Most Government cash for sea defences is focused on areas with big populations.
But the relatively sparsely populated land around The Wash – which grows around one-third of this country’s potato, salad and vegetable crops – relies heavily on farmers to maintain the sea defences.
The wider geographical boundary known as The Fens Strategic Area is home to agricultural and food firms that are worth more than £3billion to the national economy.
The Country Land Owners Association (CLA) is supporting The Wash Frontagers’ Group in its call for a strategic approach to flood defences – with more Government help and less red tape to get things moving.
The CLA says cash alone won’t get the job done – and regulations must change as farmers are currently restricted by costly environmental surveys and permits as well as having to coordinate with a multitude of agencies.
Nicola Currie, director of the CLA East, said landowners who want to repair sea defences must contact the Environment Agency (EA) – but the EA then charges them £180 to come out for a site visit to assess the work.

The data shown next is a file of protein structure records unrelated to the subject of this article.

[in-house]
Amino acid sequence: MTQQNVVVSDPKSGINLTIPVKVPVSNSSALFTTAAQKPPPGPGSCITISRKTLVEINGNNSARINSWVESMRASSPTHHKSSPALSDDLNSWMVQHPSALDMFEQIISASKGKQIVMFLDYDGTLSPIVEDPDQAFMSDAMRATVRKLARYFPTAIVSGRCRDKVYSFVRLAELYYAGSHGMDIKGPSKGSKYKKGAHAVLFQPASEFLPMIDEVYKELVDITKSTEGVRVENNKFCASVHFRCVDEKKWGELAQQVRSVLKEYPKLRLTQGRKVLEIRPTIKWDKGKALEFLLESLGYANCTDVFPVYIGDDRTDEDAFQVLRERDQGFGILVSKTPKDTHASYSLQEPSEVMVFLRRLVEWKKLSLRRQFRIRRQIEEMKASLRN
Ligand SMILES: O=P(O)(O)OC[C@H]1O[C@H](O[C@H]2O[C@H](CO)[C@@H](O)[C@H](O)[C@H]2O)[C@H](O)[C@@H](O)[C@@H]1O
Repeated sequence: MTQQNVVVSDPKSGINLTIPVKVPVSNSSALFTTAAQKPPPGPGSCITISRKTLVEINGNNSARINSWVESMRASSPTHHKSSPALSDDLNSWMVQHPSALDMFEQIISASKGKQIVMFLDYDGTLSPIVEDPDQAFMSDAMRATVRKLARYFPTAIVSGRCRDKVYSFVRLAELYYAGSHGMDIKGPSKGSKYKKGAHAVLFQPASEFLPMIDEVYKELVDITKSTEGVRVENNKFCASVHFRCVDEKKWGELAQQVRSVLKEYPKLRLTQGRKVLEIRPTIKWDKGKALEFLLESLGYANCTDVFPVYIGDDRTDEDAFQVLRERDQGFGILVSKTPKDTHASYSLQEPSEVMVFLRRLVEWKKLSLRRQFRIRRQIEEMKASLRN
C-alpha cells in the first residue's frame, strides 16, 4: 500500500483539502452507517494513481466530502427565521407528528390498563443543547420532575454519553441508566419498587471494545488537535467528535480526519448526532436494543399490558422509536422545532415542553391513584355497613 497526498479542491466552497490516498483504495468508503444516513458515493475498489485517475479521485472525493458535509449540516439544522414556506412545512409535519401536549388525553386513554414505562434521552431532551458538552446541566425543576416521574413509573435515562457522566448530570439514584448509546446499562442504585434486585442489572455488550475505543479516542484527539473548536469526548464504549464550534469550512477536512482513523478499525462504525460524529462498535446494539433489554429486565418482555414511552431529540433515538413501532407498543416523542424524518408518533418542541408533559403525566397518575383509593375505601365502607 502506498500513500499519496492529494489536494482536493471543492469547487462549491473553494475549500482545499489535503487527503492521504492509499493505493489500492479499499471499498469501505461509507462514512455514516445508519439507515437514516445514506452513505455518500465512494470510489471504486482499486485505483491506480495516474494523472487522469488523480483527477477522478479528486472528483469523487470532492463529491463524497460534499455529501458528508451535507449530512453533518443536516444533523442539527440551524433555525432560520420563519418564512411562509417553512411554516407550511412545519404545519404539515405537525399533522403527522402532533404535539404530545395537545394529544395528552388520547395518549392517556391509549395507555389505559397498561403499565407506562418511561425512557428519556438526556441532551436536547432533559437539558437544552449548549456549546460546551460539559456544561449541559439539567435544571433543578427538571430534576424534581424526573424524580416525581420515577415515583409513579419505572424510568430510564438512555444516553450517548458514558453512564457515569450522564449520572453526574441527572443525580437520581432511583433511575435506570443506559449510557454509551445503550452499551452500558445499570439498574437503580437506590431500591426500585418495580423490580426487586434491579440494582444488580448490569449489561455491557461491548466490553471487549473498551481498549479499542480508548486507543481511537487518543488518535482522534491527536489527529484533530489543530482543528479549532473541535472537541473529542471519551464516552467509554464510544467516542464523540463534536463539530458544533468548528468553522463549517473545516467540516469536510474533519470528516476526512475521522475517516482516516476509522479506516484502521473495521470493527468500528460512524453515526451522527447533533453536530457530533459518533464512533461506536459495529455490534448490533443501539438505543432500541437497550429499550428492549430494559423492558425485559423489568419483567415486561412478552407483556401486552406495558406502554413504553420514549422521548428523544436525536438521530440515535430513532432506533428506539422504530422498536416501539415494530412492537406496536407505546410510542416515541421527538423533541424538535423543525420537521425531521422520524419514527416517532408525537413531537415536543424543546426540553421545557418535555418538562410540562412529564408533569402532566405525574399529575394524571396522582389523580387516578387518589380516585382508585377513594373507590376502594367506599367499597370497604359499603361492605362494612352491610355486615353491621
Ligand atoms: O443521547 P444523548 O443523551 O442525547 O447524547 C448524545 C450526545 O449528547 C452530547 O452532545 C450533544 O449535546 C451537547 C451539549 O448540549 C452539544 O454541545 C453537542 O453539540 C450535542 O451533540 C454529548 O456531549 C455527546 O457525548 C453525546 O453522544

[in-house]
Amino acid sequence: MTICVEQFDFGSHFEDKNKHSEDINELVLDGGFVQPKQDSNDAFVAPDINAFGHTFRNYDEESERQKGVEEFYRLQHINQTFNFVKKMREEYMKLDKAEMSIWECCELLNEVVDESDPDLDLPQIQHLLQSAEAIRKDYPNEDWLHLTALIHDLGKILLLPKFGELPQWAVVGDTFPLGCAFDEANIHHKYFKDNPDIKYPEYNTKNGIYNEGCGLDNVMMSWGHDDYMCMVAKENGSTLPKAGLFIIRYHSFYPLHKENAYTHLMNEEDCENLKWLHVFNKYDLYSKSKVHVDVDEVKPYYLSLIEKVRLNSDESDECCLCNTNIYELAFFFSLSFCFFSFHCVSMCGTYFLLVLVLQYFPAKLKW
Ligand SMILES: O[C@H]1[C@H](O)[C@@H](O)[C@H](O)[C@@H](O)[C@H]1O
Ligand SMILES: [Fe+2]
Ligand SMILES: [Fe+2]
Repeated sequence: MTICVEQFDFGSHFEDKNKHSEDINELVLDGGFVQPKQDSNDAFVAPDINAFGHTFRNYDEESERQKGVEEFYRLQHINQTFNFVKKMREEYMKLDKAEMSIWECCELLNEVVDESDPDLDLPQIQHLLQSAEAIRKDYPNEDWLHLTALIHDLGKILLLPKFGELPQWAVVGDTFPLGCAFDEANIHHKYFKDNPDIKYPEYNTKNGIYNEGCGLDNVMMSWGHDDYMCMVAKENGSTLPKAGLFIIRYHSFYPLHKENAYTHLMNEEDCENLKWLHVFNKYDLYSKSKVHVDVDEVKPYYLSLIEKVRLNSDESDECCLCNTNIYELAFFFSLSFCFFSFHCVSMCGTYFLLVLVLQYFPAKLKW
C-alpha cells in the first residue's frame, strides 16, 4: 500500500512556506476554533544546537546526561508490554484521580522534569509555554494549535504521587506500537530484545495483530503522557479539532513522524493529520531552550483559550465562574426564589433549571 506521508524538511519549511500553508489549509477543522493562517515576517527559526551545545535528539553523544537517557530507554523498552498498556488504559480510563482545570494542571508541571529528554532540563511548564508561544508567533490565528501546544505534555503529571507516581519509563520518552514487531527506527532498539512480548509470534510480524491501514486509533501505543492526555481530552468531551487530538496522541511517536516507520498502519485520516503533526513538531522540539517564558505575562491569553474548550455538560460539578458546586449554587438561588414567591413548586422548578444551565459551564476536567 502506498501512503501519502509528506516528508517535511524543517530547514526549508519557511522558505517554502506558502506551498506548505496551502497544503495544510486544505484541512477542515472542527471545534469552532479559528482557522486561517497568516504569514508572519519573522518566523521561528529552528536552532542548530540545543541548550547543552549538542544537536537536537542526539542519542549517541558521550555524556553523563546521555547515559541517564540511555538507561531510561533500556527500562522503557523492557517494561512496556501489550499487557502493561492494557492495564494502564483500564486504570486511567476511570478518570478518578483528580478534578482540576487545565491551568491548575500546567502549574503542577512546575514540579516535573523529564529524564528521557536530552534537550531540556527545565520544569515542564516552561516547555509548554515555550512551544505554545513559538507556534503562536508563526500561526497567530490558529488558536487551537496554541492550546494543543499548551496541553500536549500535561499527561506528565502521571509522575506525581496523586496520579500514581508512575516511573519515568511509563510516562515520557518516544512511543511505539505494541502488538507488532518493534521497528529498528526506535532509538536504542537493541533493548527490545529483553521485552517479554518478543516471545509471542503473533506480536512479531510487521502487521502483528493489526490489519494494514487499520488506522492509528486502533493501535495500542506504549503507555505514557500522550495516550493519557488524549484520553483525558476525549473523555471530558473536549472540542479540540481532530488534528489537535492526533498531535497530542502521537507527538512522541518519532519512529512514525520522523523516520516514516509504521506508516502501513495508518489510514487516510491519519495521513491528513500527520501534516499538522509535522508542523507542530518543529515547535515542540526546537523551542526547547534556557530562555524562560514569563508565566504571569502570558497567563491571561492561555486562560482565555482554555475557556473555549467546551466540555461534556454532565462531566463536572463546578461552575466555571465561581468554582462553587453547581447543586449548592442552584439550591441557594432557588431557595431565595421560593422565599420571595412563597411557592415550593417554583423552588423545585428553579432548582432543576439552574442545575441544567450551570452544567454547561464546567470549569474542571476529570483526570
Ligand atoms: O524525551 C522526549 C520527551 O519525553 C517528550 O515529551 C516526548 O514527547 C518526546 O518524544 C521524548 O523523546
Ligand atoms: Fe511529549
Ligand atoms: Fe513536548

“That’s got to stop if we are going to help the Government agencies to do the work that’s technically theirs,” she said. “We don’t need extra charges put on top.”
The South Holland and The Deepings MP agrees. Mr Hayes said: “It should not be farmers paying the EA – it should be the EA paying farmers for doing their (the EA’s) job.
“The EA have got to realise that farmers have always played a key role in flood defence and drainage work and our drainage boards are a model of effectiveness in terms of the community working to protect our area from the risk of flooding.”
Mr Hayes is writing to the Environment Secretary and the EA to tell them The Wash sea defences must be preserved “particularly as the Government is willing to make more money available for flood defences”.
Boston was badly flooded in last December’s tidal surge and gets £73million from the Government’s £2.3billion package for patching up the nation’s flood defences.
But so far there’s nothing for The Wash and nothing for Sutton Bridge – the village was “two inches from disaster” during last year’s tidal surge as the River Nene came close to overtopping the banks.